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House approves bill allowing deployed troops to cancel cable, Internet contracts

A TV remote. (Pixabay/Free Use)

The House approved legislation that would allow servicemembers to terminate their cable, satellite television and internet contracts without incurring fees when they move or deploy.

The bill, introduced by Rep. Ryan Costello, R-Pa., and Rep. Derek Kilmer, D-Wash., would update the Servicemembers Civil Relief Act, which already allows troops to break rental contracts, car leases and cellphone contracts when they deploy or are relocated on active-duty orders. Some states allow servicemembers to get out of cable and internet contracts without paying early cancelation fees, but the policy isn’t the same nationwide.

“While some states already do provide relief, this legislation would enact a policy at the federal level to ensure servicemembers and their families receive uniform assistance no matter what state they reside in,” Costello said on the House floor.

The legislation was one of nine veterans-related bills the House passed last week before adjourning for its late summer recess.

Another measure would create a fourth division within the Department of Veterans Affairs focused on economic opportunity – an idea that began gaining momentum in the spring.

In March, Student Veterans of America argued VA economic opportunity programs, such as home loan guaranty and education and employment assistance, are buried in the agency’s bureaucracy. A separate division would give the initiatives more prominence and potentially help ease stress of transitioning from the military, the organization said.

The VA is already comprised of three administrations – benefits, health and cemeteries – each with its own undersecretary. The bill proposes creating a new undersecretary position to lead the new division.

“For too long, the outdated structure of the VA has allowed economic opportunity and transition programs for our veterans to fall by the wayside,” Rep. Brad Wenstrup, R-Ohio, said on the House floor. “This will promote transparency and oversight while placing greater priority on opportunity-based programs within the VA.”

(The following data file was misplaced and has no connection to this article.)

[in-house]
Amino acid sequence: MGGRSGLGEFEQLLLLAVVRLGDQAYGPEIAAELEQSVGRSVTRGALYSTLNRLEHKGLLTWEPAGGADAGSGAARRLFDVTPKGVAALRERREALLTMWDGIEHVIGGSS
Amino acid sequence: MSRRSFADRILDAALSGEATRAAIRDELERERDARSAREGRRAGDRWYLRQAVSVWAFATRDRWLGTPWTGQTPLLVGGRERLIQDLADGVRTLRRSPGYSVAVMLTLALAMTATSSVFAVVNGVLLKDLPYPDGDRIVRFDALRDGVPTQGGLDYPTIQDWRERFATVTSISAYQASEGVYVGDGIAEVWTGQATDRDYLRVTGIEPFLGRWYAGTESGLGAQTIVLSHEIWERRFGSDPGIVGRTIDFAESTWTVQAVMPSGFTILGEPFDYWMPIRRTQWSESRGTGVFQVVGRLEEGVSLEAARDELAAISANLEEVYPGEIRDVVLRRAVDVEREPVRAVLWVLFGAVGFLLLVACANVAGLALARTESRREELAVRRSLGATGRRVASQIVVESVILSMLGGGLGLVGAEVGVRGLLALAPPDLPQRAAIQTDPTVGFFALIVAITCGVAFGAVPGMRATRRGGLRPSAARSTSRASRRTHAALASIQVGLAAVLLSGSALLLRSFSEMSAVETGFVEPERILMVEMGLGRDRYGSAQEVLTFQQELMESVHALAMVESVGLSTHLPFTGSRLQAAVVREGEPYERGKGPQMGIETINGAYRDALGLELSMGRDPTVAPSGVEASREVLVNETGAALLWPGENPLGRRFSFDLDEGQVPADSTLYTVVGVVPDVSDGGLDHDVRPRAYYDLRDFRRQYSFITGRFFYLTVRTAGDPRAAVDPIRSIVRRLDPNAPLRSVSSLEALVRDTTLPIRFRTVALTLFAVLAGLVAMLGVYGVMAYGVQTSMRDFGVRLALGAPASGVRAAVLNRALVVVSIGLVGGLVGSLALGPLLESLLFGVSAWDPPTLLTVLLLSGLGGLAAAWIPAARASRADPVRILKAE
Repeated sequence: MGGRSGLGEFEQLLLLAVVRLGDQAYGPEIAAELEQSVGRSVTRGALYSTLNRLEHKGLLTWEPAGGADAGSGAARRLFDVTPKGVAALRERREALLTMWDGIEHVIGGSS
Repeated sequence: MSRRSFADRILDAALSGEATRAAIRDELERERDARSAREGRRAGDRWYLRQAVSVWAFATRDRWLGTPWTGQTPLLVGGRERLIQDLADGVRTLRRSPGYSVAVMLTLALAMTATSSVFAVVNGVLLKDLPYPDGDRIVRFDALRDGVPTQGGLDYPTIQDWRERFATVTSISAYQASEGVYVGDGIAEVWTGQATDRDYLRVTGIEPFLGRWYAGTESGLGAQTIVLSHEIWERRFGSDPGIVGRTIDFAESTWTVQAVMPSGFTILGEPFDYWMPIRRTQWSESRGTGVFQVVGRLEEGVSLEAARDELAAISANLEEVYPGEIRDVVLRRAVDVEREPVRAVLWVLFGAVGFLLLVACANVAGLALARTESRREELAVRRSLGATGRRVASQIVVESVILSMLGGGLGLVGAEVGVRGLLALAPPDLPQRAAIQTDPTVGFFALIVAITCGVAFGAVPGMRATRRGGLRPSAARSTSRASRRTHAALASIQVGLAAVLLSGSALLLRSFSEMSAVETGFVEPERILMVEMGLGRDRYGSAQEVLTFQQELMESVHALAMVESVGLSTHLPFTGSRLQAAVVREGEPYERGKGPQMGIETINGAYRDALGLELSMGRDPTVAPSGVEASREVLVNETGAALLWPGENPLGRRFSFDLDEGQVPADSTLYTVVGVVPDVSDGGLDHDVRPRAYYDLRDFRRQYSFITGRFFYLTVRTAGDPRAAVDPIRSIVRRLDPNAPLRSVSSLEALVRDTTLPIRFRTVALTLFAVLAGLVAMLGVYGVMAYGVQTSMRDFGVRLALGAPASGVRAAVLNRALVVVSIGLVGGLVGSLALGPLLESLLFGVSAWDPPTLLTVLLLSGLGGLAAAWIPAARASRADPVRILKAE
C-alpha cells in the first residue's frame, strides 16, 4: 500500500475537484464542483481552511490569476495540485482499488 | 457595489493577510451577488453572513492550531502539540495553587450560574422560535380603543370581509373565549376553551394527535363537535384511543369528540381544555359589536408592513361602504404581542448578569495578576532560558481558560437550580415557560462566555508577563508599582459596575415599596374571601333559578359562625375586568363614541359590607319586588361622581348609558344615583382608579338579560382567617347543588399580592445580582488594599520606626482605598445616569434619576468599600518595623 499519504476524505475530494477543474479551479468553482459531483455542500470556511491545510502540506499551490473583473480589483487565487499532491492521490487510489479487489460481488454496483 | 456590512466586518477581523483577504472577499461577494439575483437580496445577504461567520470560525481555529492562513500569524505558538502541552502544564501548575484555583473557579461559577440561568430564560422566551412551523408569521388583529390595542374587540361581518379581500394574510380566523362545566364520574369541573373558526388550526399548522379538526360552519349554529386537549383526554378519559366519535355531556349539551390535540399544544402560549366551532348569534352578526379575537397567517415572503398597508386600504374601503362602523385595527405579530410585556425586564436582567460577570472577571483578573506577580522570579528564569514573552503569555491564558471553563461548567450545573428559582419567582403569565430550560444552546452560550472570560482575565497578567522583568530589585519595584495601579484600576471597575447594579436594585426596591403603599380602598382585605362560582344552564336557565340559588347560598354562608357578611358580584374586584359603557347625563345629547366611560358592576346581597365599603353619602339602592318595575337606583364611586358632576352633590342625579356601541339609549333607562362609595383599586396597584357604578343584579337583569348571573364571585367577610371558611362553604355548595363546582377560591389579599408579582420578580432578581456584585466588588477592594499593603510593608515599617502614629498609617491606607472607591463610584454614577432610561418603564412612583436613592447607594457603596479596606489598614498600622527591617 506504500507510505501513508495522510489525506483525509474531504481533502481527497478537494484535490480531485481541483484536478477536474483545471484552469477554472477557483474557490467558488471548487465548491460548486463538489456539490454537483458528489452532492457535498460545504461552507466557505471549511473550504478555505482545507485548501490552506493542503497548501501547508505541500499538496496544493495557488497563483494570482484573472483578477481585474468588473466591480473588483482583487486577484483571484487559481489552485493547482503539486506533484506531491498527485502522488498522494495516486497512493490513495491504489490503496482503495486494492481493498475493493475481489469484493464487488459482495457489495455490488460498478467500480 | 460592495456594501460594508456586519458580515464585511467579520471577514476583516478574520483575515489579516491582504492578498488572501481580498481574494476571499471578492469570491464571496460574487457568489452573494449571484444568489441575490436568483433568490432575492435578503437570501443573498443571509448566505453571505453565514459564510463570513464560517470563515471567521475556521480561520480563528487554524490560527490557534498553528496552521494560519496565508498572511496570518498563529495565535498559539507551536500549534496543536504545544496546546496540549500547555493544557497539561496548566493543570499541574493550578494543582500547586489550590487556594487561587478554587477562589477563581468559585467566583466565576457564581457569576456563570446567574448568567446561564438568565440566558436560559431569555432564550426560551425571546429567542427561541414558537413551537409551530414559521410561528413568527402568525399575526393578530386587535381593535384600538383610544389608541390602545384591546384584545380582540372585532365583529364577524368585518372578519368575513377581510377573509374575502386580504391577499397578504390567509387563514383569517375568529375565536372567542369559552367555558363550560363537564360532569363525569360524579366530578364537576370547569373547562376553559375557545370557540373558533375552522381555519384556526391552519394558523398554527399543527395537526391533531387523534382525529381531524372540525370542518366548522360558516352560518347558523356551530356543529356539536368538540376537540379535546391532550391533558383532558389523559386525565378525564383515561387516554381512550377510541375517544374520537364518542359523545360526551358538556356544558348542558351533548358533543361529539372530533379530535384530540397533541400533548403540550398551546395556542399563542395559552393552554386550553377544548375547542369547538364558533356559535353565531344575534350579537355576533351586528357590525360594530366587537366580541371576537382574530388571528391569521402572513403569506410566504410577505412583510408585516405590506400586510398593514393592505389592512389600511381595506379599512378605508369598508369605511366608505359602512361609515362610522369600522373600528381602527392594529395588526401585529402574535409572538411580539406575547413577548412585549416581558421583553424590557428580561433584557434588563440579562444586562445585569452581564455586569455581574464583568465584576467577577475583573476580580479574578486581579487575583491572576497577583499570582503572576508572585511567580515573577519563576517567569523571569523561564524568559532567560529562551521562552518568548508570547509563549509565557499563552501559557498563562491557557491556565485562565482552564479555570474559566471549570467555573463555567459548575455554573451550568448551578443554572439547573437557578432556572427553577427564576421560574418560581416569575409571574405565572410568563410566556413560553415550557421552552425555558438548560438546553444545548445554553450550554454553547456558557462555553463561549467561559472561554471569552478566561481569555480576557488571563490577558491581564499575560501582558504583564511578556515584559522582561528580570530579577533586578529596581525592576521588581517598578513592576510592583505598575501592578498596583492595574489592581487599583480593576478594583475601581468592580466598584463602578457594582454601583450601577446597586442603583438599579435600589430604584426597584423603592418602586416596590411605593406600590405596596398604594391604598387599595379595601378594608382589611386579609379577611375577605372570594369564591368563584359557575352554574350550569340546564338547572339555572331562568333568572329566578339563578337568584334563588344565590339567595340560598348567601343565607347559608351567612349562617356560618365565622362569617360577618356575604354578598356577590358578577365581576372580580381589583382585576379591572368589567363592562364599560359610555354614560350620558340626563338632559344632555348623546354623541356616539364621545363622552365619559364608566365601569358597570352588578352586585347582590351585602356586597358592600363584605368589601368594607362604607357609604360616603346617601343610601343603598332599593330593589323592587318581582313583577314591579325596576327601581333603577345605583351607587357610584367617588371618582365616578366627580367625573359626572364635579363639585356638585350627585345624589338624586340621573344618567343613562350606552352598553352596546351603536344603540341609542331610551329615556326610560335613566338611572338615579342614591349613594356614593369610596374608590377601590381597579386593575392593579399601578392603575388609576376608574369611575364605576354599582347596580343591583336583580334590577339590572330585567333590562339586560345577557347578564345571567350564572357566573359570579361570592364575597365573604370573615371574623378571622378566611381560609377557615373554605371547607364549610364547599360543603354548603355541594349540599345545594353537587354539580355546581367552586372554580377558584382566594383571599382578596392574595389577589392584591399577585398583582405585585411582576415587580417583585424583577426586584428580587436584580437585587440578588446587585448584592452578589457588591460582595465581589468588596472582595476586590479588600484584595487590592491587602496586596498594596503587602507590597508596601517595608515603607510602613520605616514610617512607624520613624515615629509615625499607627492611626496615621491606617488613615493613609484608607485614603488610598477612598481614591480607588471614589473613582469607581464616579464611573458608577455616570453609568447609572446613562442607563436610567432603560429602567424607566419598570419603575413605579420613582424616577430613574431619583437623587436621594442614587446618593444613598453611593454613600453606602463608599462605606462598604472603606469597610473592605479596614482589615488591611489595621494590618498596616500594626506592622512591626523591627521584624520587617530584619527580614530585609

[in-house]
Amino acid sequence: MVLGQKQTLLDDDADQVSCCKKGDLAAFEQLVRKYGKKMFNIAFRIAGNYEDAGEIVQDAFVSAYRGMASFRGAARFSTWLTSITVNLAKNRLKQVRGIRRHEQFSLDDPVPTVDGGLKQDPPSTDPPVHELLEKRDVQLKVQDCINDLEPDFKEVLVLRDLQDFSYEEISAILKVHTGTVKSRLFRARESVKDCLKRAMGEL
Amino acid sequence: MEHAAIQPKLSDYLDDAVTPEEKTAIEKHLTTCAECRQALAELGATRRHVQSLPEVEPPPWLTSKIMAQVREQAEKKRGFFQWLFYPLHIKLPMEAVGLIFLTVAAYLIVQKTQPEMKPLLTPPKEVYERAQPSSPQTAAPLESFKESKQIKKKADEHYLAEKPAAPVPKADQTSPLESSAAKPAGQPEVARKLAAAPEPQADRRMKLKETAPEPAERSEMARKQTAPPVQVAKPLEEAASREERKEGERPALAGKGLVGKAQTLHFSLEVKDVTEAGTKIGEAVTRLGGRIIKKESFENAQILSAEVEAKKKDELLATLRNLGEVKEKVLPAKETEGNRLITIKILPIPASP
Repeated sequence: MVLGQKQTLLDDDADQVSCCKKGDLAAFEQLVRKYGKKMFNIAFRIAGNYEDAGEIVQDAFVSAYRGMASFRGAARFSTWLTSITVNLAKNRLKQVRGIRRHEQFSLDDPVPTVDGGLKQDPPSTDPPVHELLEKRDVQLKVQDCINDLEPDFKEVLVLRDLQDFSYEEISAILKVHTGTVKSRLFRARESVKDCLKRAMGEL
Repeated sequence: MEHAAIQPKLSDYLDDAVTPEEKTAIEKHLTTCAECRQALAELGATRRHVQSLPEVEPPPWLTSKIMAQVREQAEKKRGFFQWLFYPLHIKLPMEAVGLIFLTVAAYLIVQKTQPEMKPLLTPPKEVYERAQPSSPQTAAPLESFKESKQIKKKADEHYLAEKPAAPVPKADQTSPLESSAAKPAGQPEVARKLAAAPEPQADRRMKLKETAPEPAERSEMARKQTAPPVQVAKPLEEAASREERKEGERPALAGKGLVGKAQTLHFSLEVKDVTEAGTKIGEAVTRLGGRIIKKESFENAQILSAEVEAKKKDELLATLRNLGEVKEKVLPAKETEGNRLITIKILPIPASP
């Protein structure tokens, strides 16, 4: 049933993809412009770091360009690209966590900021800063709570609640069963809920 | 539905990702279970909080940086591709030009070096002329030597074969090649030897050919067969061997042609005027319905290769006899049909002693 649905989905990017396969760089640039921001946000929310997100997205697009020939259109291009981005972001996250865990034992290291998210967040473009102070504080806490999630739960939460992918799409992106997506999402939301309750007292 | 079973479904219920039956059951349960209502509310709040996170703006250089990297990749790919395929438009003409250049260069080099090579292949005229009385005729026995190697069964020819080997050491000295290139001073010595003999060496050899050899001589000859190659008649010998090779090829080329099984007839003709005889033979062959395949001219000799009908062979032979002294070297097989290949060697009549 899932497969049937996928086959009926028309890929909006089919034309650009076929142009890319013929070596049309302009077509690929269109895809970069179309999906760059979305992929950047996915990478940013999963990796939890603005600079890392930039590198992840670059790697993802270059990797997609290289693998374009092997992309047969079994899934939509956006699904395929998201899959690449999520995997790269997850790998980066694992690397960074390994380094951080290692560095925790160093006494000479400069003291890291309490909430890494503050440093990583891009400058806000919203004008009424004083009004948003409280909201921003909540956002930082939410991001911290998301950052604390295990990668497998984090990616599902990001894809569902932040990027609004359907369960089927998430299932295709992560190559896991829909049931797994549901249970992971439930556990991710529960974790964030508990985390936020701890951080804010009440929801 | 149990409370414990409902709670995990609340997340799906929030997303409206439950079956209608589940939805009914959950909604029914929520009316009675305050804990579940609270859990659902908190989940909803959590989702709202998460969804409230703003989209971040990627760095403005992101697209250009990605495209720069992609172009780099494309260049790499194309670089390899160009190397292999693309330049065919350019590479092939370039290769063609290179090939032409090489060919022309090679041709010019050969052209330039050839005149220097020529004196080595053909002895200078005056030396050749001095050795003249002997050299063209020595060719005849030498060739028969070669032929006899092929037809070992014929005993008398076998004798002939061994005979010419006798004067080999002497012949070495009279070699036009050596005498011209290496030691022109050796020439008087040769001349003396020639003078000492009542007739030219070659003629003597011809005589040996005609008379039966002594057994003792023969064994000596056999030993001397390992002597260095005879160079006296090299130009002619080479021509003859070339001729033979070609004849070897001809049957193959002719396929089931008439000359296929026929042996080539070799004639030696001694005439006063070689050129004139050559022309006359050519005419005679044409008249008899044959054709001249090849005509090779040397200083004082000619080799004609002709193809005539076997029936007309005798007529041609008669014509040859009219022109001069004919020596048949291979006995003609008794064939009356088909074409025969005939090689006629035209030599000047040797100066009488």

One bill passed last week would allow spouses to terminate their rental contracts without penalty when a servicemember dies. Other measures aim to create new performance metrics for human resources staff at the VA and make it easier for the VA to recruit former military medics. One would remove a 12-year limit for disabled veterans to participate in vocational rehabilitation programs.

Ahead of the August break, Rep. Phil Roe, R-Tenn., and other Republicans on the House Committee on Veterans’ Affairs held a news conference highlighting legislation signed into law this session.

Roe said more than two dozen measures for veterans were enacted this congressional session. Another 35 – including the nine approved last week – were passed by the House and now await action in the Senate, he said.

It was uncertain Monday when the Senate might consider the nine bills. Senators are expected to work until the end of the week before leaving for a short recess.

The Senate Veterans’ Affairs Committee on Wednesday is scheduled to discuss another bill, passed by the House in June, to provide VA benefits to approximately 90,000 sailors who served off the coast during the Vietnam War. “Blue Water” Navy veterans claim they – like ground troops – were affected by exposure to the chemical herbicide Agent Orange.

The House will return to Washington in September. When lawmakers get back, the House Committee on Veterans’ Affairs plans to address issues surrounding veteran mental health, veteran suicide and resources to tackle veteran homelessness, Roe said.


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